“We learned basic masonry and building techniques with SEEDS’ support.”

In a tranquil, shaded meadow, the sun’s gentle rays filter through the lush forest of palm trees, betel nut trees, and bamboo. Various kinds of basil grow here, alongside bushes adorned with the white crape jasmine, integral to many Hindu rituals.

A black baby goat grazes on leaves and grass between the trees, and now and then, it lifts its head and gives away a high-pitched baa. In the distance, the autorickshaws’ constant beeping underscores the otherwise serene surroundings.

Standing in the clearing are two houses facing each other: a brick building where Md. Niyazuddin and 63, and Shirifa Khatun, 56, live. They started building on it in 2007 but needed more money to finish it.

Flowing 900 km through the northeastern Indian state of Assam, the Barak River annually overflows its banks. However, in 2022, flooding wreaked havoc, affecting 5.4 million people and claiming 200 lives. Large swathes remained submerged for weeks and months.

Md. Niyazuddin and 63, and Shirifa Khatun, 56.
Inside the couple’s new house, where they have several rooms and a kitchen.

The couple, along with numerous others, were forced to evacuate, returning to find their bamboo home destroyed. Their unfinished brick structure weathered the flood.

Building stronger communities after the disaster

Better Shelter’s longstanding partner, the Indian NGO SEEDS, provided relief and transitional shelters from Better Shelter as immediate support to the affected community. Under the long-term recovery program, SEEDS retrofitted three public health centers, repaired and retrofitted schools and constructed ten terra filters for safe drinking water to the community.

Their approach for the shelter intervention was to ensure owner driven construction, so that the people would learn how to build, and maintain their homes.

One of the households receiving a shelter was Md. Niyazuddin and Shirifa Khatun, which they constructed on a high plinth to avoid it being damaged in future floods. SEEDS collaborated with the family to clad the walls with woven bamboo panels and coated them with a mixture of mud, cow dung, and straw. Locally sourced tin sheets comprise the roof offering sturdy protection.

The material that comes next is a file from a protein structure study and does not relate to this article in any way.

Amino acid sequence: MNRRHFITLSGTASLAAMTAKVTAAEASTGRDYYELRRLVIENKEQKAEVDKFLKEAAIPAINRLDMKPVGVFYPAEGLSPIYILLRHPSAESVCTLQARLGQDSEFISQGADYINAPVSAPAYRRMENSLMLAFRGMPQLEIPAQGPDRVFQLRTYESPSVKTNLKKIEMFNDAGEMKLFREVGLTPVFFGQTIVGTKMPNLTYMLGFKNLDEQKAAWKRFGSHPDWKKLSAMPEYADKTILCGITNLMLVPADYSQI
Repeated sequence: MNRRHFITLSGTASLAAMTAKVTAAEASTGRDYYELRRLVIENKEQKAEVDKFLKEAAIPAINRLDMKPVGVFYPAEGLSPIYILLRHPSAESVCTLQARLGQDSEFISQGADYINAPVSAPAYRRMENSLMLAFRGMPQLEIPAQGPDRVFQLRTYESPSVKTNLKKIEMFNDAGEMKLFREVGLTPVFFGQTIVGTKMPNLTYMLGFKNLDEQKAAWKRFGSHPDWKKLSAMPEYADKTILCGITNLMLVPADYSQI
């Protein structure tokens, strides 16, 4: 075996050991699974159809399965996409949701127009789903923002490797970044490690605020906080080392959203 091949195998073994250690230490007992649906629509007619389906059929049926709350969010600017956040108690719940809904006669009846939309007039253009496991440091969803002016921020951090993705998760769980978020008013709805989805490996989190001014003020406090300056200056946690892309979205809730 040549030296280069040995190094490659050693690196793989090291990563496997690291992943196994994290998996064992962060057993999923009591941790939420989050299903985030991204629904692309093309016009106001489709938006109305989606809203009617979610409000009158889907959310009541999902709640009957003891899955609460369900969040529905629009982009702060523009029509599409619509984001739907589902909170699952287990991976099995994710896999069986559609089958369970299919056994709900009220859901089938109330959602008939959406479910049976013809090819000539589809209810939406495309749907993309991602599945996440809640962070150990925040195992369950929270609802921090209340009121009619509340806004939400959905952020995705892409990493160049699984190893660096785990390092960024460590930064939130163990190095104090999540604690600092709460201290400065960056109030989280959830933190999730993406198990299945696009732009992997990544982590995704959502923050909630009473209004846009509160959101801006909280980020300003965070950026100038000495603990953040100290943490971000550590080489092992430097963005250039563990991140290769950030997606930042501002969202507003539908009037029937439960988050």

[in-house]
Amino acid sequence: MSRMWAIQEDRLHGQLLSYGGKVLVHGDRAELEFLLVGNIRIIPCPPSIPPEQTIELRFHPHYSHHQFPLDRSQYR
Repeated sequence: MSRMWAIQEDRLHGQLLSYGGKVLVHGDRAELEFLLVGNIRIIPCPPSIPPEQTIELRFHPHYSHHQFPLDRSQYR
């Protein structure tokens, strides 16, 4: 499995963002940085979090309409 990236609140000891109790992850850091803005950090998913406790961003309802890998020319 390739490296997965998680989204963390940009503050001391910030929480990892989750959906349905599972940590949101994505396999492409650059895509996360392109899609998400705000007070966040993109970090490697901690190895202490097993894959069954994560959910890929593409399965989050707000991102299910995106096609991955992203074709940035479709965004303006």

When SEEDS supported us with a shelter, we learned basic masonry and building techniques.”

Shirifa Khatun

At the same time, SEEDS enrolled the couple in the government’s shelter program, which eventually granted them the equivalent of 1800 EUR to complete their 55-square-meter (600-square-foot) brick house.

One year ago, they finally settled into their new permanent home.

The couples new brick house.
The temporary shelter from Better Shelter and SEEDS which they have turned into a shed for their animals.

They have repurposed the shelter from Better Shelter into a shed for their goats and poultry, which provide the family with eggs and milk.

Two of the couple’s sons, aged 22 and 21, live nearby. They are daily wage workers at an automobile parts factory and have families of their own. Meanwhile, the youngest son, 15, remains at home, apprenticing at an automobile garage.

In this region, marginalised communities grapple with economic disparity, limited access to education and healthcare, social discrimination, land rights issues, displacement, and inadequate political representation. Many live in poverty due to educational and vocational limitations. Groundwater, the primary water source, is often contaminated with arsenic and other pollutants, posing significant health risks.

Despite this, Md. Niyazuddin is thankful for what he has.

My wife and I are retired, although we would like to work but, at our age, it is difficult to find jobs. We do not have the same opportunities as younger people. I have many challenges but want to focus on the good things. I don’t need much other than having my basic needs met.

Md. Niyazuddin